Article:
By Greg Leader Cramer
Nobody likes to see 50 year old ladies writhing around in their leotard but somehow Madonna gets away with it. The reason? She has constantly reinvented herself and made herself seem fresh to each new generation of pop culture consumers. Madonna's experience holds a lesson for New Labour - their failure to renew themselves explains how they find themselves in such a hole.
As the twin hurricanes of globalisation and Thatcherism changed the UK landscape irreversibly in the 1980's, the Labour Party (with Blair and Brown in the vanguard) gradually realised and came to accept that the old Labour vision of state socialism was dead. New Labour was born, twinning a pared down version of social democracy (the idea that governments can control economic and social change and thus harness capitalism for a greater good) with an embrace of the free market. In so doing, Blair and Brown had correctly taken the pulse of a population that was ready for a greater emphasis on public services, paid for through taxation, and a tired Conservative administration was shown the door.
As New Labour has now found out, when you climb onto a bucking bronco, it can be extremely hard to tame and you suffer a high risk of being thrown off. This is what the free market has done to Gordon Brown. The New Labour leadership failed to apply, via state imposed regulation, their own social democratic principles sufficiently to the free market and this has led directly to the personal debt crisis and housing bubble that the UK now finds itself in.
Governing could be said to be about finding a healthy balance between three things: the power of free markets to increase incomes, regulation to rein in the excesses of the free market and a good safety net to catch people when the market fails them. Easy to say but less easy to put into practice. Part of that balancing act involves calibrating levels of taxation and expenditure over an economic cycle, always leaving a sufficient margin of error to allow for the unavoidable shortcomings of economic forecasting.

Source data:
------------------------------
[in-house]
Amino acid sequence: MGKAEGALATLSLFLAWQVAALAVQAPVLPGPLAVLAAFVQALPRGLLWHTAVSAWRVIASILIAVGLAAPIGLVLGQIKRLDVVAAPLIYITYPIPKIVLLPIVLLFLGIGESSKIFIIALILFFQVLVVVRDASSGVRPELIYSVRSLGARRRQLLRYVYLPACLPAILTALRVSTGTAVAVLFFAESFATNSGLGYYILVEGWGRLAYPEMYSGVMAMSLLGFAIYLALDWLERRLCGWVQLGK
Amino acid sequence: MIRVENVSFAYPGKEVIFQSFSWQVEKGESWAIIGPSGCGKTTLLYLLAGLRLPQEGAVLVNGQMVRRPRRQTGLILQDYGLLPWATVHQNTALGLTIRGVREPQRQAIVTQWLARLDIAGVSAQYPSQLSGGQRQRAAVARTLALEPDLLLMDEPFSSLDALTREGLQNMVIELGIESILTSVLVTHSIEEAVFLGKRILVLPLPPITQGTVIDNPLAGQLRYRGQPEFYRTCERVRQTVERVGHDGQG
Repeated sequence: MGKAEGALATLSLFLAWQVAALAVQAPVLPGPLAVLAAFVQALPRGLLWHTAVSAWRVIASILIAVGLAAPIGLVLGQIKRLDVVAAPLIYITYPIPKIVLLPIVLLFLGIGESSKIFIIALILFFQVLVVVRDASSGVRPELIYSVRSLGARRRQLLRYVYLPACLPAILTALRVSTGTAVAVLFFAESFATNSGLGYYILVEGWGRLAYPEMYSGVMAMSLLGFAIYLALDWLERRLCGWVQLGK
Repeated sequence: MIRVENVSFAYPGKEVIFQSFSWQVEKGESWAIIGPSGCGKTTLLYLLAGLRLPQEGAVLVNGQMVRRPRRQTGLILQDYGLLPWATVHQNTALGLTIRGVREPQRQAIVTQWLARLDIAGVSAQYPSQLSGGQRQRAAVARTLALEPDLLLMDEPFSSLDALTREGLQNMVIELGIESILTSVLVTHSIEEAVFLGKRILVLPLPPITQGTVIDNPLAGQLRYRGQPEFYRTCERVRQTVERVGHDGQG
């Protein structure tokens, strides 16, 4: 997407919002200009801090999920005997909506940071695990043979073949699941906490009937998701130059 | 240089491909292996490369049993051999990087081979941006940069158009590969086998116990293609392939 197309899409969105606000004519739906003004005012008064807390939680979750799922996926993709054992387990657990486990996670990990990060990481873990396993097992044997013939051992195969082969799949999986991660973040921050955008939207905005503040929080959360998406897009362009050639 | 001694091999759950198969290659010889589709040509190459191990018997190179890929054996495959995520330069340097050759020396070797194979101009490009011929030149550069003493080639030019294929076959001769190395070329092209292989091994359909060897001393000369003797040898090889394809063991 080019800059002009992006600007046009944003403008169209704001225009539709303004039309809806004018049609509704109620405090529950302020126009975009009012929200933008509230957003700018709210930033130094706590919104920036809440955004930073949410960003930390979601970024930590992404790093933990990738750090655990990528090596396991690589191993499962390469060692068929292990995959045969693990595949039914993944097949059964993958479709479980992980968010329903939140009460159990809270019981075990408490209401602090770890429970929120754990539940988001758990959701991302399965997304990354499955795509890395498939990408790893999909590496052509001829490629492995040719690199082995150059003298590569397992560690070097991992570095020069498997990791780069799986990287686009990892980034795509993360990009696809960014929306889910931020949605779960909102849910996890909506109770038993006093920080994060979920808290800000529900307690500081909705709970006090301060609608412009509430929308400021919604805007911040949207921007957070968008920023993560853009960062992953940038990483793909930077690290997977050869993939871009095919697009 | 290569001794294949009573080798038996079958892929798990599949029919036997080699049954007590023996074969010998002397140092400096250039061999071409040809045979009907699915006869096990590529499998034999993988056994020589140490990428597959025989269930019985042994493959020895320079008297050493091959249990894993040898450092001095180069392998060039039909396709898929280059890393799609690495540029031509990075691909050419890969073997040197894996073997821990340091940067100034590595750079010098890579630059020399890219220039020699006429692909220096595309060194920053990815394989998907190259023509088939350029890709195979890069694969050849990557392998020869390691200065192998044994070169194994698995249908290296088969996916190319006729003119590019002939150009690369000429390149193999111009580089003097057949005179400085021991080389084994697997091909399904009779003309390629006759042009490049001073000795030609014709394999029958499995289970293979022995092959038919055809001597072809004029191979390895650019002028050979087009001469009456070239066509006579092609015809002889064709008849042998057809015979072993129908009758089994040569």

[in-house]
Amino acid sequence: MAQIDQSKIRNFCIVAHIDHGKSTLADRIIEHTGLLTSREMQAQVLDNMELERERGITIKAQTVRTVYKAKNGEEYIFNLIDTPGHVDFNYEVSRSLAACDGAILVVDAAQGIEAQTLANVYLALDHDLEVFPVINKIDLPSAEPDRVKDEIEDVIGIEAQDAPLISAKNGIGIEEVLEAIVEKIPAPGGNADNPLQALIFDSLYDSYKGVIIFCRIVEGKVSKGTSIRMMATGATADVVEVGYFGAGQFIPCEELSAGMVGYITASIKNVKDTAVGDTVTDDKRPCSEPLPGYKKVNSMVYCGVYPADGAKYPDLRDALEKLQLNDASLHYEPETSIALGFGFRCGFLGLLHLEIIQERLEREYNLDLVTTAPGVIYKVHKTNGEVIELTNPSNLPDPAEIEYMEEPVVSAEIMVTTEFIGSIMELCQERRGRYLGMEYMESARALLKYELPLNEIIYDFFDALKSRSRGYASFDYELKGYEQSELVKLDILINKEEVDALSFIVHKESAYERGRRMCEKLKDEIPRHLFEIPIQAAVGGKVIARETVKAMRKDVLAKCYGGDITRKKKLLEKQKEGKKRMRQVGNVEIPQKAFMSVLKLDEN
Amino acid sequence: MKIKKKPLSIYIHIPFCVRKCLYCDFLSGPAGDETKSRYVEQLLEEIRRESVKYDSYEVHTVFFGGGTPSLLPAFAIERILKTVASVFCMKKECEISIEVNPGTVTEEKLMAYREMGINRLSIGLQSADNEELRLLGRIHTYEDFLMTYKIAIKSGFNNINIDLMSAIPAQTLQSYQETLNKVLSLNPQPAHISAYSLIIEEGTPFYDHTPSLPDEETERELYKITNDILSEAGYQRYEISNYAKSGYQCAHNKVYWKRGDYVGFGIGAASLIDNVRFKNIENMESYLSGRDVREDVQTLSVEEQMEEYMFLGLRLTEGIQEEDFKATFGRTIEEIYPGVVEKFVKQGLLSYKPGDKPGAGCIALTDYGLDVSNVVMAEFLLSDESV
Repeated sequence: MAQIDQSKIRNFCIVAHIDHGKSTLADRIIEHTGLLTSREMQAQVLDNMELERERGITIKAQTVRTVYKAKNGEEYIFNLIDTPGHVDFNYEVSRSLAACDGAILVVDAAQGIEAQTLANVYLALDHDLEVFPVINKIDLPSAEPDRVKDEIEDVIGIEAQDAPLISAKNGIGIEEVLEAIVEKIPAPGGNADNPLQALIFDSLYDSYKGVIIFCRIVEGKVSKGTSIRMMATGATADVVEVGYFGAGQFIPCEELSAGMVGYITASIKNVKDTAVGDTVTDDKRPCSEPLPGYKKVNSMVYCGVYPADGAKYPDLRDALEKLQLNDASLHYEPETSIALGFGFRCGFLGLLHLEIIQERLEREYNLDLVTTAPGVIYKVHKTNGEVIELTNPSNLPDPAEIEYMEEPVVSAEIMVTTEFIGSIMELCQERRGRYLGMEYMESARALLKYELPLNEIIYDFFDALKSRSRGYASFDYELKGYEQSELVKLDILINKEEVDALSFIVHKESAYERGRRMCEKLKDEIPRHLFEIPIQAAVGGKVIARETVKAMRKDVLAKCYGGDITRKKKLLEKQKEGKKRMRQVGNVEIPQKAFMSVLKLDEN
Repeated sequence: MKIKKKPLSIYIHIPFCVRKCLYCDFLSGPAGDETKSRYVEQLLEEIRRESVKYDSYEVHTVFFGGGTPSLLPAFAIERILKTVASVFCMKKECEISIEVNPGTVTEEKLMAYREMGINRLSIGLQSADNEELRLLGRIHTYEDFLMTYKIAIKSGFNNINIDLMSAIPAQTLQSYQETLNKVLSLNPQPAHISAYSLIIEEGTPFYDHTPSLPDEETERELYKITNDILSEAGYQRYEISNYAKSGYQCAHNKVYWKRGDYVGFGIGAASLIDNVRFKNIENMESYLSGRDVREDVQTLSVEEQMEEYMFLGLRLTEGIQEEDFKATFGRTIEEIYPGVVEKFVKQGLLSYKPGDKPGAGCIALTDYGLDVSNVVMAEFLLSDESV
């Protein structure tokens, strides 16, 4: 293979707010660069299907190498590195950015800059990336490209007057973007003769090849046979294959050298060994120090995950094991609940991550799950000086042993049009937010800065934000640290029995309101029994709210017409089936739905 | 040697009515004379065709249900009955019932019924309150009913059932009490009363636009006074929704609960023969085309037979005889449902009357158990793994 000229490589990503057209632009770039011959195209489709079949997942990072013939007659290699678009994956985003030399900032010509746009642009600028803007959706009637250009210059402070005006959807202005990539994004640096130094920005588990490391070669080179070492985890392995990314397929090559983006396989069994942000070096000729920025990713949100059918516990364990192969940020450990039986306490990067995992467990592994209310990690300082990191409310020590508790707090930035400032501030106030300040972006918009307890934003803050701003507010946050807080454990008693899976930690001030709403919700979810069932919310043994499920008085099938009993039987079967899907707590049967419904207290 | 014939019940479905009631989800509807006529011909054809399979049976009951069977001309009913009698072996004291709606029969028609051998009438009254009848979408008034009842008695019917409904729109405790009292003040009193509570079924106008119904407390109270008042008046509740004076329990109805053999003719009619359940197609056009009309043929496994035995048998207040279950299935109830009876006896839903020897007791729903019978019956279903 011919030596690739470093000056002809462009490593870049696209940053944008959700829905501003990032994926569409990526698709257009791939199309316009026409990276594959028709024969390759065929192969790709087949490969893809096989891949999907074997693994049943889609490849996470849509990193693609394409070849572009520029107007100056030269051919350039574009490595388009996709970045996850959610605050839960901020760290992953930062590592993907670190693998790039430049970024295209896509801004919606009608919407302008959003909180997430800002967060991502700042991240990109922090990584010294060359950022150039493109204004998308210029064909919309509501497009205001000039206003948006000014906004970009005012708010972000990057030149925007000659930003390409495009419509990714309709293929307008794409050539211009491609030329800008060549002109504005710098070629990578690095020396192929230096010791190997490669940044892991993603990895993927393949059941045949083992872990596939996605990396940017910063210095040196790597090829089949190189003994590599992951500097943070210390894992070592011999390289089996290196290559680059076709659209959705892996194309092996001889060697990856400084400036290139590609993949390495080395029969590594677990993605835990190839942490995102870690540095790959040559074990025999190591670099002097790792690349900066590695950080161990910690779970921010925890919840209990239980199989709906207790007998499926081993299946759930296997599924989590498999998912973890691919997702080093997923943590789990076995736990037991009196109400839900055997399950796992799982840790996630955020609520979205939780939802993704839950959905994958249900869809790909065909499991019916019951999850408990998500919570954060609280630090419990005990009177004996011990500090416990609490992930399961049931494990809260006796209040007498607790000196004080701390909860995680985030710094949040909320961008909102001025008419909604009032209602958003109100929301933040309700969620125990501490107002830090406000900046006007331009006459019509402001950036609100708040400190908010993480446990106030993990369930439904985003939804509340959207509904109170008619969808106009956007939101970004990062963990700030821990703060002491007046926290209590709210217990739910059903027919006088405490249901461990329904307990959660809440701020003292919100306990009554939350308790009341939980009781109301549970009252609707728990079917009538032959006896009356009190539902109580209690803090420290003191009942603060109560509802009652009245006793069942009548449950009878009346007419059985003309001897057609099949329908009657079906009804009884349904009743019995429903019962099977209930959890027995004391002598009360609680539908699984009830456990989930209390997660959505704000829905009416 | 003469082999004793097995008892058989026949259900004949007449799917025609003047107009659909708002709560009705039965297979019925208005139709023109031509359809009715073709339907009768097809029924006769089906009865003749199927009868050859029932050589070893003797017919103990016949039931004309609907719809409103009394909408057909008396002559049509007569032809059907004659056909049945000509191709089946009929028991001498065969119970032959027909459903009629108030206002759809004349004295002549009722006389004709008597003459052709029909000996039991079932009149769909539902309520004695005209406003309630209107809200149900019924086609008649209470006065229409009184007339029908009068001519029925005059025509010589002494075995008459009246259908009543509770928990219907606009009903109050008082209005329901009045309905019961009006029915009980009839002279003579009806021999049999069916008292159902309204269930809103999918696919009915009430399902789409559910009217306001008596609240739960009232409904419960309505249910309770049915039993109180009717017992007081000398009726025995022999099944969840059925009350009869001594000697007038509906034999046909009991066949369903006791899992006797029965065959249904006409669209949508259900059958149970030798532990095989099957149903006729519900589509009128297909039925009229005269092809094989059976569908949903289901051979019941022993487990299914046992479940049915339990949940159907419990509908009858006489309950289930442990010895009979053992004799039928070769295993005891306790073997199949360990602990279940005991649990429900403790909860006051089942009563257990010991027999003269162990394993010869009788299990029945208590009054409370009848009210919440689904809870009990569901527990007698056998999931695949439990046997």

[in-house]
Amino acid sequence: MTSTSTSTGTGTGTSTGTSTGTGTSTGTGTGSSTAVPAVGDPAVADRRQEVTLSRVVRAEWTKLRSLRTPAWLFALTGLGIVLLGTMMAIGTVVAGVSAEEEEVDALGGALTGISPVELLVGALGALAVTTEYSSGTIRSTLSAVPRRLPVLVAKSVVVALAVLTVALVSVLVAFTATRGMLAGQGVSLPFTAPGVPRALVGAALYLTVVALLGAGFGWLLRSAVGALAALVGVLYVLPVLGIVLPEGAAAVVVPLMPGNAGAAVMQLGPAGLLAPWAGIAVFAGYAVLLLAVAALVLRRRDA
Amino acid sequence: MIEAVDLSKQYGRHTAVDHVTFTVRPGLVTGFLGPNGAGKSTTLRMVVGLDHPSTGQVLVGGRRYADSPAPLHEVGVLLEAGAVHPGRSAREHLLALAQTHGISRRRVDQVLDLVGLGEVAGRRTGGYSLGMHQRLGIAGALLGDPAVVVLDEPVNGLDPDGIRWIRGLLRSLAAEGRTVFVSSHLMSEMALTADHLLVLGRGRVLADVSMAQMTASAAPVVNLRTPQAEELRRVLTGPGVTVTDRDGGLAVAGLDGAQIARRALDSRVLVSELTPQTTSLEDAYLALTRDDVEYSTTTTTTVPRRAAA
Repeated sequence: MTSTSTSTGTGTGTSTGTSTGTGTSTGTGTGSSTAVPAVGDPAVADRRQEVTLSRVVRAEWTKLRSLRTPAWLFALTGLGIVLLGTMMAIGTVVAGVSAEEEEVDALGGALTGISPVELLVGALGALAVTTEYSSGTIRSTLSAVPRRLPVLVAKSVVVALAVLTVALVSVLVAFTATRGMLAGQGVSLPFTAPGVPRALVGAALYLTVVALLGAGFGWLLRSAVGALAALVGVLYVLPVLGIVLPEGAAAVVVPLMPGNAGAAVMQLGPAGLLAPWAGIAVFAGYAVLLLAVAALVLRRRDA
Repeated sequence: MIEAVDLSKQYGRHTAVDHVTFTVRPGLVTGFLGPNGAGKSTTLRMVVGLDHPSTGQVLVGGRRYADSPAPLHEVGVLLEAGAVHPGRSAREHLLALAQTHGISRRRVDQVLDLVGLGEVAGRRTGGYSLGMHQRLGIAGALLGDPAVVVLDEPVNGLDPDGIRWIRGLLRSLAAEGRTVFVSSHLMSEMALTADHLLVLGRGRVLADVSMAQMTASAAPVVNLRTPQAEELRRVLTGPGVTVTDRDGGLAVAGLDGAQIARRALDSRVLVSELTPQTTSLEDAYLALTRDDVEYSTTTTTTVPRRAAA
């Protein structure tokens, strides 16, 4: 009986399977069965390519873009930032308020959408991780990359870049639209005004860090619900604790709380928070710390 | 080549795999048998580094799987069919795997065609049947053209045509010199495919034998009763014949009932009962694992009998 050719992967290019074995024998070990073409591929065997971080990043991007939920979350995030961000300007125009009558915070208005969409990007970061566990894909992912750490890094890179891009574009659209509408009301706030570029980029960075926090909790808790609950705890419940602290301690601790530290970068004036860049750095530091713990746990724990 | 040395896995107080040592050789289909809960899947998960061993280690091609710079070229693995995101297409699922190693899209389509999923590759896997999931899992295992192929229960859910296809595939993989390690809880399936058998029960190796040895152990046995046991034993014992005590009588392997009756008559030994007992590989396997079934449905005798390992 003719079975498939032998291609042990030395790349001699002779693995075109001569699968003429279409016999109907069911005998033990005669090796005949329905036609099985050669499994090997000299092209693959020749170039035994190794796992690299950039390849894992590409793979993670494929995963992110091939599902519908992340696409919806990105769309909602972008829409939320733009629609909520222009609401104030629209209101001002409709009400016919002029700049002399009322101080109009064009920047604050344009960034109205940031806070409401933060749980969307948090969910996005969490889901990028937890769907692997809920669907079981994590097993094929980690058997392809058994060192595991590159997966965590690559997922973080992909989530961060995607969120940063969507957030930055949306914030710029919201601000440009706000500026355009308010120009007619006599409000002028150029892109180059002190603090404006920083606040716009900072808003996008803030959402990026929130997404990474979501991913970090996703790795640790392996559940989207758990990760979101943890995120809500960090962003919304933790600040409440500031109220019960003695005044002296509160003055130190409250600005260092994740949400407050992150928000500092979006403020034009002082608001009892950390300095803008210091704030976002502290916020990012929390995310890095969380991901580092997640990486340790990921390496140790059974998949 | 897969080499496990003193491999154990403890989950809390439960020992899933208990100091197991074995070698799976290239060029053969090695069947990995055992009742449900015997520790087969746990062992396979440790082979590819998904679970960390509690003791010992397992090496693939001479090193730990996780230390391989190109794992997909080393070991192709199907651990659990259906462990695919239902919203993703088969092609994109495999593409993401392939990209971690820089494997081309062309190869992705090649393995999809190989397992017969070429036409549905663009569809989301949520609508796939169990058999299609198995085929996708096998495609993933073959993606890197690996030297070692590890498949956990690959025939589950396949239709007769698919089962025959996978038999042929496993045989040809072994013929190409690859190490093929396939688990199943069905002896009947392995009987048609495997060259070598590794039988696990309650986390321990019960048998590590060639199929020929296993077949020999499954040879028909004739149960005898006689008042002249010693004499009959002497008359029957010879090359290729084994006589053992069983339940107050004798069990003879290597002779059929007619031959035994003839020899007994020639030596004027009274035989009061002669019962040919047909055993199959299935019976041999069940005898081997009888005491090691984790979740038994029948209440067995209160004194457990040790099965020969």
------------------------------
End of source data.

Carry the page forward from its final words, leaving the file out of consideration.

The architects of New Labour have made three fundamental mistakes. Firstly, they have allowed a perception to fester that the welfare state safety net is over generous. We Brits obsess about fairness and if the system (which our taxes pay for) is being abused or is viewed as unfair then disillusionment is inevitable. Combine that with the belt tightening that accompanies an economic downturn and you have a toxic mix.
Secondly, New Labour has allowed itself no margin for error in its sums. Caught out by a deteriorating economy, government borrowing is already too high at the same time as its receipts are falling. Thirdly, and most importantly, Blair, Brown et al failed to understand that the balance between the three pillars of good governance - free markets, regulation and a safety net - needs to be re-assessed and renewed, not constantly, but from time to time.
Gordon Brown is right to say that is the job of government and its leaders to take difficult decisions that are in the long term interests of the country. The implicit adjunct to this statement is that sometimes those long term decisions are unpopular with a general public necessarily more focused on the short term. Just as Blair and Brown successfully took the pulse of the nation when they created the New Labour project, so Brown - now shorn of his colleague who was so adept at it - has failed to judge how far the popular mood has swung away from the same project.
The idea that a state, using the principles of social democracy, has the tools to cure all the ills that might befall a society, has been taken too far, to the point where the public has become alienated from it. New Labour has run on merrily ahead whilst the general population has has been left behind, preoccupied with fuel and grocery bills. The gap between the two has grown too large to be bridged and, as a consequence, the public have ceased to listen to or even care what ministers are saying.
David Cameron and his colleagues have recognised this and are seeking to fill that gap with their own brand of "Compassionate Conservatism". Whether they fare any better at finding the right balance, over the long term, between the state and the free market, only time will tell.
Greg Leader Cramer is an ex-investment banker turned self-made businessman. Having survived all that, he is currently spending time remaking himself as a political commentator via his blog bemoaning the state of Tottenham Hotspur and running around after his baby daughter.